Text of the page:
If you’re facing a potential foreclosure, you’ve likely started researching what you can do to avoid losing your home. One way to defend against foreclosure is to modify the terms of the mortgage. Below, The Lyons Law Group, P.A.—a trusted foreclosure defense firm serving the Tampa Bay area—explains what a loan modification is, what a typical agreement involves, and what must be shown to achieve this type of relief.
What Does a Loan Modification Involve?
Commonly referred to as a “remodification” or a “mortgage modification,” a loan modification involves changing the original terms of the mortgage on the property. Generally speaking, the bank agrees to let the homeowner make lower monthly payments in order to catch up on what they owe.
The terms of a loan modification will vary from one mortgage to another, but these agreements commonly include one or more of the following options:
- Principal forgiveness – The bank permanently forgives a portion of the amount that the homeowner owes toward the mortgage principal.
- Principal deferment – The bank allows the homeowner to repay a portion of the mortgage principal at a later date. It’s important to note that unlike principal forgiveness, principal deferment does not erase the debt, and the homeowner will still need to eventually repay it.
- Interest rate reduction – The bank reduces the loan’s interest rate.
- Extension of the loan’s maturity – The bank extends the homeowner’s deadline to make their final payment on the loan.
- Shared appreciation plan – The bank forgives part of the loan’s balance in exchange for a percentage of any appreciation in home value that occurs (1) before the homeowner pays off the loan; or (2) before the home is sold. This option is best suited for instances where a home’s value has decreased so much that the outstanding mortgage balance is more than what the home is worth.
What Is Required for a Loan Modification?
To qualify for a loan modification, a homeowner must prove sufficient financial hardship and that they can afford the proposed modified payments. As such, the homeowner will need to submit a full and complete financial disclosure to the bank, along with current documentation.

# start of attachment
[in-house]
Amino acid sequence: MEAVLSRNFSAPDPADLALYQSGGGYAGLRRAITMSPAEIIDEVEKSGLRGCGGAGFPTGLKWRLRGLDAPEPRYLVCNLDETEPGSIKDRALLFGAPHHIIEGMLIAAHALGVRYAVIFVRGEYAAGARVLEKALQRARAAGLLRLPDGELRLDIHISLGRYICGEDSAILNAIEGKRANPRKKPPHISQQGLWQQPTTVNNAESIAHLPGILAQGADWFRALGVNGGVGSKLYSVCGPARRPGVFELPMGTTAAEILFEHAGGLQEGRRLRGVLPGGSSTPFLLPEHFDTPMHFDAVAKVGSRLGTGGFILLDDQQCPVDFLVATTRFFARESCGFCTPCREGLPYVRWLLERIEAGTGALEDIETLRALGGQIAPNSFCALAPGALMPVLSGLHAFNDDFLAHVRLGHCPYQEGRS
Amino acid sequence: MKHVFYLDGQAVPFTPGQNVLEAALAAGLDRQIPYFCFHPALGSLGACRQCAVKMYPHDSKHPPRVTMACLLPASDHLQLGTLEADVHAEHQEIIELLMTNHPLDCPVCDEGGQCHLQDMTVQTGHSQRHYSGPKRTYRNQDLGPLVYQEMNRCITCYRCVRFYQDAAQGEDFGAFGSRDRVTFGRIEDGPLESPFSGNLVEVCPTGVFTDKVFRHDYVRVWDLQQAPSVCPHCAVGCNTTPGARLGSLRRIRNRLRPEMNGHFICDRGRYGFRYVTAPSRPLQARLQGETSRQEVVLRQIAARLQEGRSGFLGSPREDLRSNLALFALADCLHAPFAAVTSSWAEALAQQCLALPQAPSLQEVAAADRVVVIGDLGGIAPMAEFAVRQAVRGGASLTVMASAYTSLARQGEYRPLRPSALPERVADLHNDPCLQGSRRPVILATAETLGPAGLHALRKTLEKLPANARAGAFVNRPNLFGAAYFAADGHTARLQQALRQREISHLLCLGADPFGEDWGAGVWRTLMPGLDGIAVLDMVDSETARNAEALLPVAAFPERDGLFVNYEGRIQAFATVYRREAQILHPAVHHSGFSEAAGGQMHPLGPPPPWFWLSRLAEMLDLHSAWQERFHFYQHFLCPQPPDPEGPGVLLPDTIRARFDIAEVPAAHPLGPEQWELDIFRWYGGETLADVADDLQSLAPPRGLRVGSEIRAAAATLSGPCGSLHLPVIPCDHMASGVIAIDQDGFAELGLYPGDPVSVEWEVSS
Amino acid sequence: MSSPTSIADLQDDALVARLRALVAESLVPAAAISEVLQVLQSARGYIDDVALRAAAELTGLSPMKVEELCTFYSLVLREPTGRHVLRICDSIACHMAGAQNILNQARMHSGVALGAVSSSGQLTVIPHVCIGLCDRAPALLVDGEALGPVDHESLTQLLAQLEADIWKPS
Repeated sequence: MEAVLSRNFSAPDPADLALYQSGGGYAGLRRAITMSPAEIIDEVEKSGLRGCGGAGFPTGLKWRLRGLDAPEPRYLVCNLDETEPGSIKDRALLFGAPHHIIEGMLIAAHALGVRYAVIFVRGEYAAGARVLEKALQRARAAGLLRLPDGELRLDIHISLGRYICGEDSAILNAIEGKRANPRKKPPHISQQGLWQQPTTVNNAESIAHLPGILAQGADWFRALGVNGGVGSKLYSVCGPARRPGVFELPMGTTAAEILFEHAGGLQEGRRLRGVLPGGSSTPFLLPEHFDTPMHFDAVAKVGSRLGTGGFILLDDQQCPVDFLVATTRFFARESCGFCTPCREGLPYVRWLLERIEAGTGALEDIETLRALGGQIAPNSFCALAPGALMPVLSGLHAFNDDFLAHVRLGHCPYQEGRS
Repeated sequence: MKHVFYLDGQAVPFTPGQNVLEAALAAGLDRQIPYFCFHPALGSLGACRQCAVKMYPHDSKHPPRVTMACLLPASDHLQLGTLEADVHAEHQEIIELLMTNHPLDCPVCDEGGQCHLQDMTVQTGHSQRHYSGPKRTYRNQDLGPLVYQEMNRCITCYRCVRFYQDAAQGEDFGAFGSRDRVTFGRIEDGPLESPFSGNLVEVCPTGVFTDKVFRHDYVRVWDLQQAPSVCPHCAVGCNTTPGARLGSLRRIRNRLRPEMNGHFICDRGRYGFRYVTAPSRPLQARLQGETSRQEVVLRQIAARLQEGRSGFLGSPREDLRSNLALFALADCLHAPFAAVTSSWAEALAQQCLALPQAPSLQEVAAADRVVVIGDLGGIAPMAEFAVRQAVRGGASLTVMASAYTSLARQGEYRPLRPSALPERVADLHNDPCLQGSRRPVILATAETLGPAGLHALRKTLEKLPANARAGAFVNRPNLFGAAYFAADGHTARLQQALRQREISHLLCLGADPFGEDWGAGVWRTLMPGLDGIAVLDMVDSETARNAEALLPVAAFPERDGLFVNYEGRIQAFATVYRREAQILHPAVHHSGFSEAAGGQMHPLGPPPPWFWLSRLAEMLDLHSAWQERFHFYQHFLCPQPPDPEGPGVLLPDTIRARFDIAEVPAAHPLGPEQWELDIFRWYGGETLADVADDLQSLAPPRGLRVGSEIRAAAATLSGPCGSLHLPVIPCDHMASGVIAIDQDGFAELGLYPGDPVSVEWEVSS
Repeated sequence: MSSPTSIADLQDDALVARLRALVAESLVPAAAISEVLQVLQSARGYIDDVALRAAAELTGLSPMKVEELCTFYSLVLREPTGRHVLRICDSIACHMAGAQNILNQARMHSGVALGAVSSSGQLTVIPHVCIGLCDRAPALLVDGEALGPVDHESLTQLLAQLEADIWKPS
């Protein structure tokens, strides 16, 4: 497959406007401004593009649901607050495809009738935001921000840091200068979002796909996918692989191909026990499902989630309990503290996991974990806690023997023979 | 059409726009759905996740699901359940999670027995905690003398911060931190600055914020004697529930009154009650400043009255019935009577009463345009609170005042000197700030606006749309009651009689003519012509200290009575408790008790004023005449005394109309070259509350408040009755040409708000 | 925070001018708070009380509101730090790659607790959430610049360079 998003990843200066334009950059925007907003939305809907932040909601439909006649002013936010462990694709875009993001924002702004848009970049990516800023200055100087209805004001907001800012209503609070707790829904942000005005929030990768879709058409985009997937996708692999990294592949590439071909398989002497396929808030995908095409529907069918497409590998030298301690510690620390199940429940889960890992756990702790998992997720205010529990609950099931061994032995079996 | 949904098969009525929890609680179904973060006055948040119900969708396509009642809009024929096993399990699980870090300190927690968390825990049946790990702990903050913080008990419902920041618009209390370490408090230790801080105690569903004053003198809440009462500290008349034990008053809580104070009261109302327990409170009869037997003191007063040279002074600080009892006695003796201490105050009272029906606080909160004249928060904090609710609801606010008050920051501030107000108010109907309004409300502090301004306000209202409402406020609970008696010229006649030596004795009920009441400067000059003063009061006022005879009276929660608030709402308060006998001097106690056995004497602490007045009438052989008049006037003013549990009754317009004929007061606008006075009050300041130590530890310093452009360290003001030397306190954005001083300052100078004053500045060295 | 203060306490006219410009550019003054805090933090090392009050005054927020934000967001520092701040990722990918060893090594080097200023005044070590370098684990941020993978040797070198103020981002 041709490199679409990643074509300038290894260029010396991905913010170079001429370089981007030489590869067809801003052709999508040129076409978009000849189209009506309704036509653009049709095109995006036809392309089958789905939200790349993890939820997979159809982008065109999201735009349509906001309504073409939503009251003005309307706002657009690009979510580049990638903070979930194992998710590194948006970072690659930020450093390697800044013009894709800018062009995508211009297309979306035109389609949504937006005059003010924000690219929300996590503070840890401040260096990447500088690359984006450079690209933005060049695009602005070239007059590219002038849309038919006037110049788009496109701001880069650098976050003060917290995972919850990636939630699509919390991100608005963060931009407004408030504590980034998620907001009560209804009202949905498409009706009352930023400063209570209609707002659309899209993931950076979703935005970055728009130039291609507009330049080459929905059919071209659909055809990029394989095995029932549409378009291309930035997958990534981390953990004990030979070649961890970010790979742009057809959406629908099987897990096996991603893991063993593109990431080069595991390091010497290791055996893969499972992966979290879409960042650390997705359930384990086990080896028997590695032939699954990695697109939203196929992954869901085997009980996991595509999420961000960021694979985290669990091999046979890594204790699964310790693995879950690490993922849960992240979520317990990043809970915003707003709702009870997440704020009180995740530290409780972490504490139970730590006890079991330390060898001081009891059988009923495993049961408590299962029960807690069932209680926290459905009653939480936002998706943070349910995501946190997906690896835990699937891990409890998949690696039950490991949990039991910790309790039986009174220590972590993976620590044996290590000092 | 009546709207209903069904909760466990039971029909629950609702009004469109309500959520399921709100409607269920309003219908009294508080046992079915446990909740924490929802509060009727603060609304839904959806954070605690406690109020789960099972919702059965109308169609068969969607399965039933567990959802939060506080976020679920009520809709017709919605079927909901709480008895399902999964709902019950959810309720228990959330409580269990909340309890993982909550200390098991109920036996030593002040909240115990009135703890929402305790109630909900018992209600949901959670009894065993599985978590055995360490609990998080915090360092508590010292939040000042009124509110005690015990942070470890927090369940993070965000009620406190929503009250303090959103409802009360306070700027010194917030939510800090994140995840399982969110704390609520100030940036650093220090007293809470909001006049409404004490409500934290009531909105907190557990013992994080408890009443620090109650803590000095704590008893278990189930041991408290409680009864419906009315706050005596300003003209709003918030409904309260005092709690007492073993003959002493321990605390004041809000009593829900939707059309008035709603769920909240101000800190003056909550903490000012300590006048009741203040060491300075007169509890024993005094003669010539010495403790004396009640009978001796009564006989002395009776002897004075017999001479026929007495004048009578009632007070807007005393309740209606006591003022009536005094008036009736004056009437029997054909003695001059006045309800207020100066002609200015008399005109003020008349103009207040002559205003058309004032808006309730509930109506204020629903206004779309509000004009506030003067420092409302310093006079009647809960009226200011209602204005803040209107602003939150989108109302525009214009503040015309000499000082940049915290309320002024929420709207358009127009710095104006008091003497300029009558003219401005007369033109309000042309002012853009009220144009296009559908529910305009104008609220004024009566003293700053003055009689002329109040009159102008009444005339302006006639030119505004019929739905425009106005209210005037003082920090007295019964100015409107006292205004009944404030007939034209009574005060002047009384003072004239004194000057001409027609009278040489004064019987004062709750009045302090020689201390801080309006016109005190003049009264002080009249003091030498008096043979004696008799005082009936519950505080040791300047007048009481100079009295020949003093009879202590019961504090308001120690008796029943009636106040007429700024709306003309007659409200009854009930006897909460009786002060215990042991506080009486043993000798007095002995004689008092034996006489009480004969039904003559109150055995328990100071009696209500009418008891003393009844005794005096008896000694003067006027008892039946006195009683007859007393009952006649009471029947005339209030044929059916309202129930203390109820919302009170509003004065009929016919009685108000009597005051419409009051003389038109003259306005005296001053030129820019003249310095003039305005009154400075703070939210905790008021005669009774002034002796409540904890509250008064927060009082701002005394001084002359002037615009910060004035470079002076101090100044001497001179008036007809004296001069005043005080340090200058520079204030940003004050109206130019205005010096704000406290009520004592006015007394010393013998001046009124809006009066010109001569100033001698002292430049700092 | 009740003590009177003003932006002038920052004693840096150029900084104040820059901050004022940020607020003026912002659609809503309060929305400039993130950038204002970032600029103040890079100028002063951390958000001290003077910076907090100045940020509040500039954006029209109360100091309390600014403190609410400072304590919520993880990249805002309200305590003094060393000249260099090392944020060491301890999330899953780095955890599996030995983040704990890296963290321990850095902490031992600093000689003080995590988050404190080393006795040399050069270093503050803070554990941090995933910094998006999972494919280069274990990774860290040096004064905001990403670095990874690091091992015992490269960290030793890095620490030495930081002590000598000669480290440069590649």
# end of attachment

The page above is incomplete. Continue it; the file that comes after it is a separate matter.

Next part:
Depending on the type of loan modification you choose to pursue, you may also need to provide additional information (for example, if you’re requesting a shared appreciation plan, you’ll need to show that the value of your home has significantly declined). A knowledgeable foreclosure attorney—such as those at The Lyons Law Group, P.A.—can explain in greater detail exactly what this submission must include and help ensure that all required documents are forwarded to the bank.
Find Out Whether You Could Benefit From a Loan Modification
When you start getting behind on mortgage payments, one of the best things you can do is meet with a foreclosure attorney, even if you haven’t yet received a foreclosure summons from the bank. An experienced foreclosure lawyer will be able to explain the various options available to you—in addition to a loan modification, this might include a case dismissal, a short sale, or cash for keys—and recommend the strategy that’s best suited to the facts of your case.
Luckily, if you’re in the Tampa Bay area, you can turn to the skilled advocates at The Lyons Law Group, P.A. With offices in New Port Richey, FL, and Spring Hill, FL, we represent clients from across Pasco and Hernando counties in their foreclosure lawsuits. Contact us today to schedule a free initial consultation—we look forward to helping you develop a foreclosure defense strategy and achieve the best possible results in your case.